Nonfiction > William Jennings Bryan, ed. > The World’s Famous Orations > Vol. VII. Continental Europe
See also: Giuseppe Mazzini Biography
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  The World’s Famous Orations.
Continental Europe (380–1906).  1906.
 
To the Young Men of Italy
 
Giuseppe Mazzini (1805–72)
 
(1848)
 
Born in 1805, died in 1872; arrested in 1830, but released for want of evidence to secure conviction; lived abroad and conducted agitations for the liberation of Italy; in 1848 returned to become a member of the short-lived triumvirate; organized insurrections afterward, but played a subordinate part in the unification effected under Victor Emmanuel in 1861.
 
 
WHEN 1 I was commissioned by you, young men, to proffer in this temple a few words consecrated to the memory of the brothers Bandiéra, and their fellow martyrs at Cosenza, I thought some one of those who heard me might, perhaps, exclaim, with noble indignation: “Why thus lament over the dead? The martyrs of liberty can be worthily honored only by winning the battle they began. Cosenza, the land where they fell, is enslaved; Venice, the city of their birth, is begirt with strangers. Let us emancipate them; and, until that moment, let no words pass our lips, save those of war.”  1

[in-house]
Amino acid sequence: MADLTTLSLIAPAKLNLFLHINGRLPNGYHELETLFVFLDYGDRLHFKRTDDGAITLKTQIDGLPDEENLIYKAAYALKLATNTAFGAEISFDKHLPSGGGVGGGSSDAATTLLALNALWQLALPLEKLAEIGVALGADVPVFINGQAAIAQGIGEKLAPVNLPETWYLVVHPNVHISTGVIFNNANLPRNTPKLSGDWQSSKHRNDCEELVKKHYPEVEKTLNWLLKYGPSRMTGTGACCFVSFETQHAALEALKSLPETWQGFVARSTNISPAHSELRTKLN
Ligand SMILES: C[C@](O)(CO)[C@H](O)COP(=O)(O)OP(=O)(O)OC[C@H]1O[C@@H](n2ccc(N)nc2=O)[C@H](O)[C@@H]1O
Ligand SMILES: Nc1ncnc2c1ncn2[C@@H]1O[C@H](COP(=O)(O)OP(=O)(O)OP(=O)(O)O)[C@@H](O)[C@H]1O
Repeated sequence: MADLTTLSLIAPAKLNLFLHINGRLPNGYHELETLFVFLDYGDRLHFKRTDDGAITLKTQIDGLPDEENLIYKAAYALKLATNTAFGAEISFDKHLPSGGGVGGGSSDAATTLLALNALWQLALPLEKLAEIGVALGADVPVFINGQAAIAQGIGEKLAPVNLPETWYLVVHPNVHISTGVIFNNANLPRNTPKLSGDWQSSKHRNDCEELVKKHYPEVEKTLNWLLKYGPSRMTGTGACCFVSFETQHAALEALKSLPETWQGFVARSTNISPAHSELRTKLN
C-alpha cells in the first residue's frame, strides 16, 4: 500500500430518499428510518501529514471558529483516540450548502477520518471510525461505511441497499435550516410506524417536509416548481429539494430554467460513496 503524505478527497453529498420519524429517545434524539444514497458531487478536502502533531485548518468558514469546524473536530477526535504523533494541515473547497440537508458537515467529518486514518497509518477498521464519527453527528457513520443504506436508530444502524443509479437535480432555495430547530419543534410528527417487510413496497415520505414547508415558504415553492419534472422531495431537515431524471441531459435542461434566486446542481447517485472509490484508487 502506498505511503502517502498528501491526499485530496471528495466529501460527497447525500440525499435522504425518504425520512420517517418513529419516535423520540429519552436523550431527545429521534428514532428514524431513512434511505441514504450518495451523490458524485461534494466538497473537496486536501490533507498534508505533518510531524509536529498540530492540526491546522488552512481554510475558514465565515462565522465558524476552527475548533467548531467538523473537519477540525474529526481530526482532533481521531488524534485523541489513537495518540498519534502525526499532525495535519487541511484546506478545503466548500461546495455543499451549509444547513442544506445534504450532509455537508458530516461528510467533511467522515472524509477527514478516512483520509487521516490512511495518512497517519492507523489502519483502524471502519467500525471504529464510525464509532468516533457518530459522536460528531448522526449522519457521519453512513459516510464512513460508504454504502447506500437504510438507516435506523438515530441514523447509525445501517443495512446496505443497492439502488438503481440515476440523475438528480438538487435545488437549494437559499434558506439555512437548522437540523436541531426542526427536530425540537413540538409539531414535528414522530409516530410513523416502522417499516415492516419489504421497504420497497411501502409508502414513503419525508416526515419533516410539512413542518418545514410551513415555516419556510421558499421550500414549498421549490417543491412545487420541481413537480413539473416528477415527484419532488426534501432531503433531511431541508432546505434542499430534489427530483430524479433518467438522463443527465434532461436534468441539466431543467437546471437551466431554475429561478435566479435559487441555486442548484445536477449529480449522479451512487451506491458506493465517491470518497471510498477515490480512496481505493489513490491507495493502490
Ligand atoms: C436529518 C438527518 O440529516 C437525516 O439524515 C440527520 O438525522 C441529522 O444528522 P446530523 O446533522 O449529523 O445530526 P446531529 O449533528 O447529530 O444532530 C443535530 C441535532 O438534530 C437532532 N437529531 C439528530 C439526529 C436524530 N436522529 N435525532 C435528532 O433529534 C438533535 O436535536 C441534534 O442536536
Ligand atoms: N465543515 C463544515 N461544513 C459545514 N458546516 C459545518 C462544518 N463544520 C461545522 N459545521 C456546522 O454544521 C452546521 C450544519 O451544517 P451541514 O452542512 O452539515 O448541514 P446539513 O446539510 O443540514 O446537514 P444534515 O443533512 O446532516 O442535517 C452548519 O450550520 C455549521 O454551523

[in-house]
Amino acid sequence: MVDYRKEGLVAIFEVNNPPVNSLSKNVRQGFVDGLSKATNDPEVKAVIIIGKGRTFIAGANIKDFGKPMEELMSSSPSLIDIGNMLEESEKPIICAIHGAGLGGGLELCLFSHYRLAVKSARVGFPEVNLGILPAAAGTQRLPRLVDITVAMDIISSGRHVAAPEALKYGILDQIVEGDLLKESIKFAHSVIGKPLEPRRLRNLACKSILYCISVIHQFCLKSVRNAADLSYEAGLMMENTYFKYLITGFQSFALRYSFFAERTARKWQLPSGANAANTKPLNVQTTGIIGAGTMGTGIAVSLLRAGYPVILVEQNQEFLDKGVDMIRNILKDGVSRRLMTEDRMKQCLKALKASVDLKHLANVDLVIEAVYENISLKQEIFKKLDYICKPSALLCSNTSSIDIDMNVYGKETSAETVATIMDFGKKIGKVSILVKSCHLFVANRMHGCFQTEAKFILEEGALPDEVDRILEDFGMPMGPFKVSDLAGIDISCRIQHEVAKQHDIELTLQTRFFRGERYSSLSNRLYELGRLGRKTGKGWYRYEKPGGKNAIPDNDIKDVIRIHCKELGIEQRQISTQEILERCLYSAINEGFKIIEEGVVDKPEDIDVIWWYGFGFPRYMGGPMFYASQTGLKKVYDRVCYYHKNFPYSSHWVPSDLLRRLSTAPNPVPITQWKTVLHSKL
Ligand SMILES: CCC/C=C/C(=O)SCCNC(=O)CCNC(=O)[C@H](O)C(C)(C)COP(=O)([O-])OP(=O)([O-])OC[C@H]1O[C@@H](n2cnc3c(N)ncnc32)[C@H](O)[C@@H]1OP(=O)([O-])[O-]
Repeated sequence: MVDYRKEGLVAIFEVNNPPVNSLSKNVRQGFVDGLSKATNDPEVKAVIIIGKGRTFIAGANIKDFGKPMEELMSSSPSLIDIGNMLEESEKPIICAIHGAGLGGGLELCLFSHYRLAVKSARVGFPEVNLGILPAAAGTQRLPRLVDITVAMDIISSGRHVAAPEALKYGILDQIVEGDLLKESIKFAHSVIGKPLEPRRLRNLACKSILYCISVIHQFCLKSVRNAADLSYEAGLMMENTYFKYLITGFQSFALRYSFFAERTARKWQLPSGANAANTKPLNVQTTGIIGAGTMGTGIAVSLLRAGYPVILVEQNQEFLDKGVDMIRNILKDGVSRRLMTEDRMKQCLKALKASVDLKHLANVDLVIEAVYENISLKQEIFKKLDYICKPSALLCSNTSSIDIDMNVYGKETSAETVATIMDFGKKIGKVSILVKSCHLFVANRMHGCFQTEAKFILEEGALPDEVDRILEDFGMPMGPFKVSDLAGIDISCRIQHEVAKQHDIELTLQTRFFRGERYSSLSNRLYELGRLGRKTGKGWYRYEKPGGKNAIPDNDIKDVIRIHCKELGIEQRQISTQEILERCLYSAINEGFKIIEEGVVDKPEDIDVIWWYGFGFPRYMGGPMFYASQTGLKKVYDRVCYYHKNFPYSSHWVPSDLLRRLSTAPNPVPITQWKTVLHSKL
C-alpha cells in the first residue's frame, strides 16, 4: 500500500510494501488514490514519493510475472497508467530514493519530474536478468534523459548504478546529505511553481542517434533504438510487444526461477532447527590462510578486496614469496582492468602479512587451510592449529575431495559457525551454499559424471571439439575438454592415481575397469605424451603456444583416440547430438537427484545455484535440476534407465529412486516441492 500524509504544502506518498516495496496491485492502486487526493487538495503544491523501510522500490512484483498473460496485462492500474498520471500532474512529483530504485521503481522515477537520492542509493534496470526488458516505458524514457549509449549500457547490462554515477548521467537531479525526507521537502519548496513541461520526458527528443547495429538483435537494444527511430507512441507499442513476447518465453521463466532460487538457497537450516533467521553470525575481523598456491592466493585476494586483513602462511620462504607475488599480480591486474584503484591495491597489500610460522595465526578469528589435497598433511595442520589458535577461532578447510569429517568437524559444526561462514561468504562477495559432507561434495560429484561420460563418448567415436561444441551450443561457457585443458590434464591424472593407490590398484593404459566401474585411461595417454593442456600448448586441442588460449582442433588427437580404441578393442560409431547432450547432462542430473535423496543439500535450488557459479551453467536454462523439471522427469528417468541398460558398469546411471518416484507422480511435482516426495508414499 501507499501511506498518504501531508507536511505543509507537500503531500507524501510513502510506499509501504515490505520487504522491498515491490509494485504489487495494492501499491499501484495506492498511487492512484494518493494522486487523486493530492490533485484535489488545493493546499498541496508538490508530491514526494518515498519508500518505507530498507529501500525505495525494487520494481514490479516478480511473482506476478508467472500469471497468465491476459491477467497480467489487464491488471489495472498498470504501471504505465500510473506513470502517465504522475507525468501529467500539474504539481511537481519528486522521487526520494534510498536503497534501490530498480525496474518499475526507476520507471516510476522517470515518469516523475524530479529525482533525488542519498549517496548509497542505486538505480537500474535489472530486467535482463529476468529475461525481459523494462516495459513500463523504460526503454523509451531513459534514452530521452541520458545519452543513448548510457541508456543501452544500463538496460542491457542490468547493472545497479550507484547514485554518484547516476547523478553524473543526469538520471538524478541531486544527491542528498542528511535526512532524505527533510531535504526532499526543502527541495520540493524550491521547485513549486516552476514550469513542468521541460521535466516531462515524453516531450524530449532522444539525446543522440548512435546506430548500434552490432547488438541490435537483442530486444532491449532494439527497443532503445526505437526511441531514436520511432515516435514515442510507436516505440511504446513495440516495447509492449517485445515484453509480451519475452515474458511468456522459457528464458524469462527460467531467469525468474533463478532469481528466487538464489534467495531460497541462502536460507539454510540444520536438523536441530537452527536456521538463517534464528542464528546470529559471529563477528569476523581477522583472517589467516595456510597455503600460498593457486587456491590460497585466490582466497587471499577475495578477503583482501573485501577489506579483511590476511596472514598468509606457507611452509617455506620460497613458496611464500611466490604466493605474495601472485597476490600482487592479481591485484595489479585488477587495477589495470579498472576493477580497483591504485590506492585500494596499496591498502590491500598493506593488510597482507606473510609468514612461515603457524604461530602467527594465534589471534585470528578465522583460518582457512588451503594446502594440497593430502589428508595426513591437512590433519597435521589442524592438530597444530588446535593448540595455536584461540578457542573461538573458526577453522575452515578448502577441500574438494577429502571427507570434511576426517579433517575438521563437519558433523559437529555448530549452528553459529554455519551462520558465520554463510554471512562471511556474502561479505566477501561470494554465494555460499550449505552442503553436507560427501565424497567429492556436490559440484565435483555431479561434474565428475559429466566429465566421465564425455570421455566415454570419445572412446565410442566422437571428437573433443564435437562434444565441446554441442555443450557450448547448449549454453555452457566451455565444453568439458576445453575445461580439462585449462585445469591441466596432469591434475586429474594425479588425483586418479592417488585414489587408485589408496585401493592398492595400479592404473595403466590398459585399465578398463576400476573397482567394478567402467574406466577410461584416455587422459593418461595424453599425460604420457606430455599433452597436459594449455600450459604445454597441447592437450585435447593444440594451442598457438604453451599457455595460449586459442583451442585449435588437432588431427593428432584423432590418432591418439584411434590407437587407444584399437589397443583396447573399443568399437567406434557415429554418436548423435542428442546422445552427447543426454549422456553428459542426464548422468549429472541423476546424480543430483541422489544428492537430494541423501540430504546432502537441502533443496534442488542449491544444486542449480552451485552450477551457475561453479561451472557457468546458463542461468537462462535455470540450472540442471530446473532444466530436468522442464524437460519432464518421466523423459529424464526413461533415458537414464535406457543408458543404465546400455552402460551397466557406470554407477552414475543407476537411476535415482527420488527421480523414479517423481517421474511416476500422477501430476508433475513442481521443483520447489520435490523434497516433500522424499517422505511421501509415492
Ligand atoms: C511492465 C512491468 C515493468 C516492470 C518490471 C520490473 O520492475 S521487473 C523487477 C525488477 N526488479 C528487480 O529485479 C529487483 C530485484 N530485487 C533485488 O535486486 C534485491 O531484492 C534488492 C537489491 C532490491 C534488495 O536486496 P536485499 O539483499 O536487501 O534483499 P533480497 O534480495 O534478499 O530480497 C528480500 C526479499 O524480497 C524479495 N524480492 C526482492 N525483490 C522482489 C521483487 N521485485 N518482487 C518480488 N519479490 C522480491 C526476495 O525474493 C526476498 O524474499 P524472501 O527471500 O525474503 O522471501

But another thought arose, and suggested to me the inquiry, Why have we not conquered? Why is it that, while our countrymen are fighting for independence in the North, liberty is perishing in the South? Why is it that a war which should have sprung to the Alps with the bound of a lion has dragged itself along for four months with the slow, uncertain motion of the scorpion surrounded by a circle of fire? How has the rapid and powerful intuition of a people newly arisen to life been converted into the weary, helpless effort of a sick man, turning from side to side?  2
  Ah, had we all arisen strong in the sanctity of the idea for which our martyrs died; had the holy standard of their faith inspired our youth to battle; had we made of our every thought an action, and of our every action a thought; had we learned from them that liberty and independence are one, we should not now have war, but victory! Cosenza would not be compelled to venerate the memory of her martyrs in secret, nor Venice be restrained from honoring them with a monument. We, here gathered together, then might gladly invoke those sacred names without uncertainty as to our future destiny or a cloud of sadness on our brows; and we might say to those precursor souls: “Rejoice, for your spirit is incarnate in your brethren, and they are worthy of you.” Could Attilio and Emilio Bandiéra and their fellow martyrs now rise from the grave and speak to you, they would, believe me, address you, tho with a power very different from that which is given to me in counsel not unlike that which I now utter.  3